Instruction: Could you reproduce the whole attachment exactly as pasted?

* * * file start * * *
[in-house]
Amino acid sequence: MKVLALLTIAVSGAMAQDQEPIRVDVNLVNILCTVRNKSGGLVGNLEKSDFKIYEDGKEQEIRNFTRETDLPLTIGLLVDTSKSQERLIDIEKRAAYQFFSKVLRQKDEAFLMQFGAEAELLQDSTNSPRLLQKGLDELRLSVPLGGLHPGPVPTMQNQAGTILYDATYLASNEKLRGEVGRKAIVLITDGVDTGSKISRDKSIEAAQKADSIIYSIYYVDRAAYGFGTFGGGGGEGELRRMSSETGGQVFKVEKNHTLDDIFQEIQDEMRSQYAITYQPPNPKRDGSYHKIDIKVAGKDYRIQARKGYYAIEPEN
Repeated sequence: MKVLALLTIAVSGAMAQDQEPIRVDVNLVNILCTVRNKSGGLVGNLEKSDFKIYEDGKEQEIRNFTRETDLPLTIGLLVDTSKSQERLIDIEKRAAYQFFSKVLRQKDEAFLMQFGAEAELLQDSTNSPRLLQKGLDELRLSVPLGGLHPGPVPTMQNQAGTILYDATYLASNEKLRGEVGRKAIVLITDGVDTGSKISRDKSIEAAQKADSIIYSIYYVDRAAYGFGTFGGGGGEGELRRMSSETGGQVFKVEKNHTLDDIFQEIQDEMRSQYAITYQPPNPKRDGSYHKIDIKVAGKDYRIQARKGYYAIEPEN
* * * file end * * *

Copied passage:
[in-house]
Amino acid sequence: MKVLALLTIAVSGAMAQDQEPIRVDVNLVNILCTVRNKSGGLVGNLEKSDFKIYEDGKEQEIRNFTRETDLPLTIGLLVDTSKSQERLIDIEKRAAYQFFSKVLRQKDEAFLMQFGAEAELLQDSTNSPRLLQKGLDELRLSVPLGGLHPGPVPTMQNQAGTILYDATYLASNEKLRGEVGRKAIVLITDGVDTGSKISRDKSIEAAQKADSIIYSIYYVDRAAYGFGTFGGGGGEGELRRMSSETGGQVFKVEKNHTLDDIFQEIQDEMRSQYAITYQPPNPKRDGSYHKIDIKVAGKDYRIQARKGYYAIEPEN
Repeated sequence: MKVLALLTIAVSGAMAQDQEPIRVDVNLVNILCTVRNKSGGLVGNLEKSDFKIYEDGKEQEIRNFTRETDLPLTIGLLVDTSKSQERLIDIEKRAAYQFFSKVLRQKDEAFLMQFGAEAELLQDSTNSPRLLQKGLDELRLSVPLGGLHPGPVPTMQNQAGTILYDATYLASNEKLRGEVGRKAIVLITDGVDTGSKISRDKSIEAAQKADSIIYSIYYVDRAAYGFGTFGGGGGEGELRRMSSETGGQVFKVEKNHTLDDIFQEIQDEMRSQYAITYQPPNPKRDGSYHKIDIKVAGKDYRIQARKGYYAIEPEN